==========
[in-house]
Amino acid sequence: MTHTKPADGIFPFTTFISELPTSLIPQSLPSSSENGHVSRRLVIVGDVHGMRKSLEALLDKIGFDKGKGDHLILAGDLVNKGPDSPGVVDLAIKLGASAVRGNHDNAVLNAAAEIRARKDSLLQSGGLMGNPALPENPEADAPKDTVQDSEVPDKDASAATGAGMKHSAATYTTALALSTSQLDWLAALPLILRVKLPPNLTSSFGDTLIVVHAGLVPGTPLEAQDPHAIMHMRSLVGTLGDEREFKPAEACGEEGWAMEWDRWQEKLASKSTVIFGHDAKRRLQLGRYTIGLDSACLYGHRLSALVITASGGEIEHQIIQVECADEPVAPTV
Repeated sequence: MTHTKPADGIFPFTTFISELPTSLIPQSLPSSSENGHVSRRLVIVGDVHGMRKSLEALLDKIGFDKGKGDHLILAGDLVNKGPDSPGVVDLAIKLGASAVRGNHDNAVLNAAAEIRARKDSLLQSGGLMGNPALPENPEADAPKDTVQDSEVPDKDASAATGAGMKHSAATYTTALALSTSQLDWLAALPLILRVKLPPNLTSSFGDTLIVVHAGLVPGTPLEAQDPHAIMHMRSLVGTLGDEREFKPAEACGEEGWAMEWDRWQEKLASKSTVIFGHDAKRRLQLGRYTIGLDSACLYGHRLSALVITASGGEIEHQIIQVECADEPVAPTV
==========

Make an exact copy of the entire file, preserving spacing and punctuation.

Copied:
[in-house]
Amino acid sequence: MTHTKPADGIFPFTTFISELPTSLIPQSLPSSSENGHVSRRLVIVGDVHGMRKSLEALLDKIGFDKGKGDHLILAGDLVNKGPDSPGVVDLAIKLGASAVRGNHDNAVLNAAAEIRARKDSLLQSGGLMGNPALPENPEADAPKDTVQDSEVPDKDASAATGAGMKHSAATYTTALALSTSQLDWLAALPLILRVKLPPNLTSSFGDTLIVVHAGLVPGTPLEAQDPHAIMHMRSLVGTLGDEREFKPAEACGEEGWAMEWDRWQEKLASKSTVIFGHDAKRRLQLGRYTIGLDSACLYGHRLSALVITASGGEIEHQIIQVECADEPVAPTV
Repeated sequence: MTHTKPADGIFPFTTFISELPTSLIPQSLPSSSENGHVSRRLVIVGDVHGMRKSLEALLDKIGFDKGKGDHLILAGDLVNKGPDSPGVVDLAIKLGASAVRGNHDNAVLNAAAEIRARKDSLLQSGGLMGNPALPENPEADAPKDTVQDSEVPDKDASAATGAGMKHSAATYTTALALSTSQLDWLAALPLILRVKLPPNLTSSFGDTLIVVHAGLVPGTPLEAQDPHAIMHMRSLVGTLGDEREFKPAEACGEEGWAMEWDRWQEKLASKSTVIFGHDAKRRLQLGRYTIGLDSACLYGHRLSALVITASGGEIEHQIIQVECADEPVAPTV